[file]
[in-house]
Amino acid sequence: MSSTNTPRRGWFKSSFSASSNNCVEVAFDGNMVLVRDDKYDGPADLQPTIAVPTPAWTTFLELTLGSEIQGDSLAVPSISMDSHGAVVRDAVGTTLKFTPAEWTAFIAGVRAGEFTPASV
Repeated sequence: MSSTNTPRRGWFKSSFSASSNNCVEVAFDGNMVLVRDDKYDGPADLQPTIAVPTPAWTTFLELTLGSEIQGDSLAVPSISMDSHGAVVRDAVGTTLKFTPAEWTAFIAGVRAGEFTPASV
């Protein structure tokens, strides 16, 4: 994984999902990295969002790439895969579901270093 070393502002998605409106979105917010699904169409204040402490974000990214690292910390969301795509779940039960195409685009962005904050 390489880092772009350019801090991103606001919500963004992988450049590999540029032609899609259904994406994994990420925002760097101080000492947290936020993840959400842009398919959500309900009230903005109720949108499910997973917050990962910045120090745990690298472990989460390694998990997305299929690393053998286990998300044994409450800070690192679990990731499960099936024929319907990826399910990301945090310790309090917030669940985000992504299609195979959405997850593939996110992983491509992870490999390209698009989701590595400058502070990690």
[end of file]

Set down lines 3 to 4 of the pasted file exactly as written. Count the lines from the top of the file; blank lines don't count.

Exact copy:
Repeated sequence: MSSTNTPRRGWFKSSFSASSNNCVEVAFDGNMVLVRDDKYDGPADLQPTIAVPTPAWTTFLELTLGSEIQGDSLAVPSISMDSHGAVVRDAVGTTLKFTPAEWTAFIAGVRAGEFTPASV
């Protein structure tokens, strides 16, 4: 994984999902990295969002790439895969579901270093 070393502002998605409106979105917010699904169409204040402490974000990214690292910390969301795509779940039960195409685009962005904050 390489880092772009350019801090991103606001919500963004992988450049590999540029032609899609259904994406994994990420925002760097101080000492947290936020993840959400842009398919959500309900009230903005109720949108499910997973917050990962910045120090745990690298472990989460390694998990997305299929690393053998286990998300044994409450800070690192679990990731499960099936024929319907990826399910990301945090310790309090917030669940985000992504299609195979959405997850593939996110992983491509992870490999390209698009989701590595400058502070990690």